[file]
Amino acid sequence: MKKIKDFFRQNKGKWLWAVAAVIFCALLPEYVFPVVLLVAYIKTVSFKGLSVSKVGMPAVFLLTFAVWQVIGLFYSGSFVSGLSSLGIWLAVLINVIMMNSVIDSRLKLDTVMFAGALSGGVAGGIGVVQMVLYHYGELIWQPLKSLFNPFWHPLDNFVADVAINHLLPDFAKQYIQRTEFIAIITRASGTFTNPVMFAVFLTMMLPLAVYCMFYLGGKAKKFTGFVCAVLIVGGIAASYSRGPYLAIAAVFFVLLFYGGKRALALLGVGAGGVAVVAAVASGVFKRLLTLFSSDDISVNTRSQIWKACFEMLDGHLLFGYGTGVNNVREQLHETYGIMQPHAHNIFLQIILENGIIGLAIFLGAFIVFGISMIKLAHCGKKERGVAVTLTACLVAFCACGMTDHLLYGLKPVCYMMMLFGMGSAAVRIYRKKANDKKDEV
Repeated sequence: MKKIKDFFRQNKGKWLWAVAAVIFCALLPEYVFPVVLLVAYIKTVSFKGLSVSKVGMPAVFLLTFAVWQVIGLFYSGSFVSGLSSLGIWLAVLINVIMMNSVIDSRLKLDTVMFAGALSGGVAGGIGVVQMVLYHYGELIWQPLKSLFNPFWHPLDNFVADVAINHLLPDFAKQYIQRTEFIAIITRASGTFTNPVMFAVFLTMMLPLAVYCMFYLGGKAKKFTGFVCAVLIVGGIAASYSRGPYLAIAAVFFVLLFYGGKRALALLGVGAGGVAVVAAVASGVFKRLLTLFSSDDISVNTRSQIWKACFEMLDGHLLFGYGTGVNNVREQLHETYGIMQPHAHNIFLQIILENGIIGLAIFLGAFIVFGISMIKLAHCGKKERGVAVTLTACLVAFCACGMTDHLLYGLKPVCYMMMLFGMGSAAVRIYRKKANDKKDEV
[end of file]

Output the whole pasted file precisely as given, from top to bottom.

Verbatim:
Amino acid sequence: MKKIKDFFRQNKGKWLWAVAAVIFCALLPEYVFPVVLLVAYIKTVSFKGLSVSKVGMPAVFLLTFAVWQVIGLFYSGSFVSGLSSLGIWLAVLINVIMMNSVIDSRLKLDTVMFAGALSGGVAGGIGVVQMVLYHYGELIWQPLKSLFNPFWHPLDNFVADVAINHLLPDFAKQYIQRTEFIAIITRASGTFTNPVMFAVFLTMMLPLAVYCMFYLGGKAKKFTGFVCAVLIVGGIAASYSRGPYLAIAAVFFVLLFYGGKRALALLGVGAGGVAVVAAVASGVFKRLLTLFSSDDISVNTRSQIWKACFEMLDGHLLFGYGTGVNNVREQLHETYGIMQPHAHNIFLQIILENGIIGLAIFLGAFIVFGISMIKLAHCGKKERGVAVTLTACLVAFCACGMTDHLLYGLKPVCYMMMLFGMGSAAVRIYRKKANDKKDEV
Repeated sequence: MKKIKDFFRQNKGKWLWAVAAVIFCALLPEYVFPVVLLVAYIKTVSFKGLSVSKVGMPAVFLLTFAVWQVIGLFYSGSFVSGLSSLGIWLAVLINVIMMNSVIDSRLKLDTVMFAGALSGGVAGGIGVVQMVLYHYGELIWQPLKSLFNPFWHPLDNFVADVAINHLLPDFAKQYIQRTEFIAIITRASGTFTNPVMFAVFLTMMLPLAVYCMFYLGGKAKKFTGFVCAVLIVGGIAASYSRGPYLAIAAVFFVLLFYGGKRALALLGVGAGGVAVVAAVASGVFKRLLTLFSSDDISVNTRSQIWKACFEMLDGHLLFGYGTGVNNVREQLHETYGIMQPHAHNIFLQIILENGIIGLAIFLGAFIVFGISMIKLAHCGKKERGVAVTLTACLVAFCACGMTDHLLYGLKPVCYMMMLFGMGSAAVRIYRKKANDKKDEV